The Kentucky officials are accused of taking advantage of a somewhat
confusing aspect of the way the iVotronic interface was implemented.
In particular, the behavior (as described in the indictment)
of the version of the iVotronic used in Clay County
apparently differs a bit from the behavior described in ES&S's standard
<a href="http://www.essvote.com/HTML/docs/iVotronic.pdf">instruction sheet
for voters [pdf - see page 2]</a>.
A <a href="http://www.essvote.com/HTML/iVotronicDemo1/demo.html">flash-based
iVotronic demo available from ES&S here</a> shows the same
procedure, with the VOTE button as the last step. But evidently
there's another version of the iVotronic
interface in which
pressing the VOTE button is only the <em>second to last</em> step. In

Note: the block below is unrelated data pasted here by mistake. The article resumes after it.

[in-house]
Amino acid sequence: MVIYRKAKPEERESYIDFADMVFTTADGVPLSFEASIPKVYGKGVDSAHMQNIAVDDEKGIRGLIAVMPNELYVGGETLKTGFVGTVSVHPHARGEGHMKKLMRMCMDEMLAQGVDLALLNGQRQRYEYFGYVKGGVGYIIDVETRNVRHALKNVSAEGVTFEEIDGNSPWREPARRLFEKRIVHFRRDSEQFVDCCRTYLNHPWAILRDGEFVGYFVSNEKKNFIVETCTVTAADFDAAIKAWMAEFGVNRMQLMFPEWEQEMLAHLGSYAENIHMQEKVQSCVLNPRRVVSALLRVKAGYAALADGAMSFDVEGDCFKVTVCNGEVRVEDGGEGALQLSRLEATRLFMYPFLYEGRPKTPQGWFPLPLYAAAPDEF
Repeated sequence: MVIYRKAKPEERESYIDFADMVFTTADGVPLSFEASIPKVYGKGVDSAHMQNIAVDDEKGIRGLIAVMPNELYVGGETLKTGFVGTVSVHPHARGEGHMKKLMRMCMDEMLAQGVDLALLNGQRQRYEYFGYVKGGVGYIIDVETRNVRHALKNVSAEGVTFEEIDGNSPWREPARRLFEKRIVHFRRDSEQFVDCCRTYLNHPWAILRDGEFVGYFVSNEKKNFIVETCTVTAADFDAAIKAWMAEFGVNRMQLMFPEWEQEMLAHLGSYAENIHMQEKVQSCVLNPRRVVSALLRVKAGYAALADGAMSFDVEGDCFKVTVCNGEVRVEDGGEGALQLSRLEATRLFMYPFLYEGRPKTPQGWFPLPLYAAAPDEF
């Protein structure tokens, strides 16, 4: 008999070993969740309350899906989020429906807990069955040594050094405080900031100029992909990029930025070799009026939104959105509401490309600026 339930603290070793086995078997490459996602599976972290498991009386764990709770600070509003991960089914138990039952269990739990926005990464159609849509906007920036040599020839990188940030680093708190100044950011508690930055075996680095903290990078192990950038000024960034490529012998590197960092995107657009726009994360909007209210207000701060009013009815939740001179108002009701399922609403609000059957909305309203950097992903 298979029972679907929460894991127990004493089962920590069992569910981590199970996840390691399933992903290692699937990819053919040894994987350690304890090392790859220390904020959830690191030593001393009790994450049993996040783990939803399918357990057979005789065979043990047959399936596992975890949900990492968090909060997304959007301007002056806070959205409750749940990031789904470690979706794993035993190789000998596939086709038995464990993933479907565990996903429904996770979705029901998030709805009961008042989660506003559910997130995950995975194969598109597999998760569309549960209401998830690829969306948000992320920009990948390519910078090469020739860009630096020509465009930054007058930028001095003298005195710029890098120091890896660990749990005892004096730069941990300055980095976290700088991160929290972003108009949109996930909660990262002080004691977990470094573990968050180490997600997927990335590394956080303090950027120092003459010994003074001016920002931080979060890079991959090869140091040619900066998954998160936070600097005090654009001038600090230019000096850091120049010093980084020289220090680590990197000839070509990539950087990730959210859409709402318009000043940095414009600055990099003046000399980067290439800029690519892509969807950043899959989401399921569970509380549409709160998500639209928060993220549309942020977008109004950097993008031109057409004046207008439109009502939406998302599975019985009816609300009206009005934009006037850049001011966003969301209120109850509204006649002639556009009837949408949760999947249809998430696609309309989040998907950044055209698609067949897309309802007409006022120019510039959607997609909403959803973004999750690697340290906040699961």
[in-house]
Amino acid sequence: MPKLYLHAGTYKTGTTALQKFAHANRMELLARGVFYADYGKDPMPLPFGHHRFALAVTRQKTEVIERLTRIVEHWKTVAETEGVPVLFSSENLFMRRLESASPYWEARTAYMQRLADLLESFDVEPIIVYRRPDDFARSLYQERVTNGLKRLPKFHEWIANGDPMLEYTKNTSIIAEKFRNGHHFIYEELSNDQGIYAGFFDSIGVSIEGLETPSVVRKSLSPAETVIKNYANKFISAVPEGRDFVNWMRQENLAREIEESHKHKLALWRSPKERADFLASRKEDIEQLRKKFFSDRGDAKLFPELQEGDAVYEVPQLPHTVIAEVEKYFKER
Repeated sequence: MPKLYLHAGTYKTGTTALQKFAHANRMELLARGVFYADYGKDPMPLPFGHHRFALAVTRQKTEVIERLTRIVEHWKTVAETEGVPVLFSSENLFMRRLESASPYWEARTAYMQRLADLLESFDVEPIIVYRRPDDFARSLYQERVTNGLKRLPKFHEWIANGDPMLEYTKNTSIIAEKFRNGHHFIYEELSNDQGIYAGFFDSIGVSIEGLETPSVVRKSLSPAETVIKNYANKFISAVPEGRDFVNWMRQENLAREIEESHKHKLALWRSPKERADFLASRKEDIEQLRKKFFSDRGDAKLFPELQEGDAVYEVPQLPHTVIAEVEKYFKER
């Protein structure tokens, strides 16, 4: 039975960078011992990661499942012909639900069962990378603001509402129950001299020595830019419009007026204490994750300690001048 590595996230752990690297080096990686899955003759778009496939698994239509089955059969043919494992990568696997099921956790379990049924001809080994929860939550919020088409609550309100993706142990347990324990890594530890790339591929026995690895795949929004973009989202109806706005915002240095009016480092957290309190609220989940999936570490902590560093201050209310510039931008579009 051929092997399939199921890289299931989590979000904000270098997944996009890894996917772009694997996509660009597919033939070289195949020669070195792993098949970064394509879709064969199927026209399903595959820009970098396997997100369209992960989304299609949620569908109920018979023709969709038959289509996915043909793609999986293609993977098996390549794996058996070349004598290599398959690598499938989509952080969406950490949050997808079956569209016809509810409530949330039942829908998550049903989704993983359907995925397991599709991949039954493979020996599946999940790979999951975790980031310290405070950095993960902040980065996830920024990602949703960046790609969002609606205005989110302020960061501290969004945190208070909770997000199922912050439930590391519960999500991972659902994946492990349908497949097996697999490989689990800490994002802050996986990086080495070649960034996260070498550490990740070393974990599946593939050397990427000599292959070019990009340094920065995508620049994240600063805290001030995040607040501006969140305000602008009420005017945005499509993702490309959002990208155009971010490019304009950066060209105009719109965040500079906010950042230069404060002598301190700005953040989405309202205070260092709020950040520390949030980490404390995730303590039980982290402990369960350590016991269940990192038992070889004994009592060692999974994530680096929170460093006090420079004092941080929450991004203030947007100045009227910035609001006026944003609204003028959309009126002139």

those machines, pressing VOTE invokes an extra "confirmation" screen.
The vote is only actually finalized after a "confirm vote" box is touched
on that screen. (A different flash demo that shows this behavior with the
version of the iVotronic equipped with a printer is available from ES&S
So the iVotronic VOTE button doesn't necessarily work the way a
voter who read the standard instructions might expect it to.
The indictment describes a conspiracy to exploit this ambiguity in
the iVotronic user interface by having pollworkers systematically
(and incorrectly) tell voters that pressing
the VOTE button is the last step. When a misled voter would leave the
machine with the extra "confirm vote" screen still displayed, a pollworker
would quietly "correct" the not-yet-finalized ballot before casting it.
It's a pretty elegant attack, exploiting
little more than a poorly designed, ambiguous user interface, printed
instructions that conflict with actual machine behavior, and public
unfamiliarity with equipment that most citizens use at most once or twice
each year. And once done,
it leaves behind little forensic evidence to expose the deed.
J. Eric "jet" Townsend, CMU Master of Tangible Interaction Design '09